The late Richard Stanley “Dick” Francis, who died in February, 2010, at the age of 89, was a man of many talents. He was champion jockey in the 1953/54 National Hunt season, racing correspondent for the Sunday Express for 16 years and an international bestselling writer, winning the Edgar Allan Poe Award for Best Novel on three occasions.
However, for all his achievements, Francis has passed into Grand National folklore as the jockey of Devon Loch, whose dramatic collapse at Aintree, with the race at his mercy, in 1956 remains as much a mystery as it always was. Not that Francis was suspected of any wrongdoing or apportioned any blame for the incident; in fact, he burst into tears as the magnitude of his loss sank in.
Devon Loch, owned by Queen Elizabeth The Queen Mother and trained by Peter Cazalet, had mastered his nearest pursuer, ESB, on the famously long run-in at Aintree, but as he approached the wings of the water jump – which is jumped just once during the National – on his inside, he pricked his ears. What happened next has been a matter for conjecture for decades but, for whatever reason, Devon Loch half fly-jumped into the air before slithering to the turf in an unceremonious belly-flop.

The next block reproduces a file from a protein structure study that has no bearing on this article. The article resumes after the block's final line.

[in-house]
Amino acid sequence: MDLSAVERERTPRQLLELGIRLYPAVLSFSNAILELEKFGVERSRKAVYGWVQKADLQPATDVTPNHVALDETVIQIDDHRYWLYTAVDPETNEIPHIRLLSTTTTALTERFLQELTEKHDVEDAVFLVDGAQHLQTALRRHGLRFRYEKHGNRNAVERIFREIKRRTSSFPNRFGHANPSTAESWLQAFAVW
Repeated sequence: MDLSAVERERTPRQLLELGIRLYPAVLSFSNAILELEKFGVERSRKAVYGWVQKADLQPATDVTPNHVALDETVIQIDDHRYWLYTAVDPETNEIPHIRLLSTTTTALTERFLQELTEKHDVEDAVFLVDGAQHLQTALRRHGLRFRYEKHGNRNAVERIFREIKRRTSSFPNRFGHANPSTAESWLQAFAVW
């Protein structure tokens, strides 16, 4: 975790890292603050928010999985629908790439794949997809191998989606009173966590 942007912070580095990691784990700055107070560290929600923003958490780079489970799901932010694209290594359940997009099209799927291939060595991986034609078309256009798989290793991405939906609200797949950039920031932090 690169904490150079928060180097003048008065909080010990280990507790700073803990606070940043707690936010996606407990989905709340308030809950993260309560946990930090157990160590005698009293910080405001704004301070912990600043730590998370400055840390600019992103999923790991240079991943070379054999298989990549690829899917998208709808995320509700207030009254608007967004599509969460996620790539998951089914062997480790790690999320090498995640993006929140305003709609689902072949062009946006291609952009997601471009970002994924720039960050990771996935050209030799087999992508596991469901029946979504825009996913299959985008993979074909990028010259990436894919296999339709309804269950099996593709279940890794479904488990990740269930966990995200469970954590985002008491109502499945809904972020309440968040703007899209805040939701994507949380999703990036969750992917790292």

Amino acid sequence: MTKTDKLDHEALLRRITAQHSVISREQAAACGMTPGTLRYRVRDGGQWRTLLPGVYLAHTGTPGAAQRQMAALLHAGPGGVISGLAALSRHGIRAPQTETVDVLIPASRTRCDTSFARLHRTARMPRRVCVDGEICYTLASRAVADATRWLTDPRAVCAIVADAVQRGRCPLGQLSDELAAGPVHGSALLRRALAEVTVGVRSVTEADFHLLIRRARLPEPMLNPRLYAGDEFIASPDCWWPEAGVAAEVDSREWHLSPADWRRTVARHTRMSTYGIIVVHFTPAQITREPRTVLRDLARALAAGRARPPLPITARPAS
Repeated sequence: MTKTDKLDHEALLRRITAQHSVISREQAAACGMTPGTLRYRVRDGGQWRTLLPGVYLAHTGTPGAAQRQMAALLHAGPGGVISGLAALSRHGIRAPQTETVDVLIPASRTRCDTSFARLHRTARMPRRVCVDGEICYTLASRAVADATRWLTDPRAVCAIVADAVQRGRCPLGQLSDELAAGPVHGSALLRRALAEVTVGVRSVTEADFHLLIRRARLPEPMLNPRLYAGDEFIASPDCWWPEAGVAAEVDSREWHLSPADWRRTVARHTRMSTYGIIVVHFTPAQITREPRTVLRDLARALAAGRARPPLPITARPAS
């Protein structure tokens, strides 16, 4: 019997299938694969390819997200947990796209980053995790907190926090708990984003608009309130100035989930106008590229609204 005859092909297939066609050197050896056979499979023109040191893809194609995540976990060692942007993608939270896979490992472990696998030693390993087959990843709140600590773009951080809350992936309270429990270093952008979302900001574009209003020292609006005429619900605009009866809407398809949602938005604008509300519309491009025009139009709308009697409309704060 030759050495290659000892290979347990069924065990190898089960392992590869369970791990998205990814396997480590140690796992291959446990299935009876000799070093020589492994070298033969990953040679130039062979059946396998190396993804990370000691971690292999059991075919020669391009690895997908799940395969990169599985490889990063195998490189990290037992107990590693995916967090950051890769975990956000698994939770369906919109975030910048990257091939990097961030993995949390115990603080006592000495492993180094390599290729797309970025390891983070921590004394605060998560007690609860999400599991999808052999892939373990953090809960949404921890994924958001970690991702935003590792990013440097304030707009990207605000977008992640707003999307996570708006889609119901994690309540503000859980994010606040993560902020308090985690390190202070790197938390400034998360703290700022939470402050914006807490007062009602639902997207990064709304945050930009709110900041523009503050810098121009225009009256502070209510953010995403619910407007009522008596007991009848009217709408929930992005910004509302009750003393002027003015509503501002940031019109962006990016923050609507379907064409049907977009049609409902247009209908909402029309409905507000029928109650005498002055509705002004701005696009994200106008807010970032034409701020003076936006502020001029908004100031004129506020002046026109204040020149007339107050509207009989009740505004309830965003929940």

Francis believed that Devon Loch was simply overwhelmed by the noise of the crowd cheering him to the finish, but various other theories have been put forward over the years. Cramp and exhaustion, attempting to jump an imaginary fence, slipping on a muddy patch and even breaking wind violently as the result of an overtightened girth have all been suggested.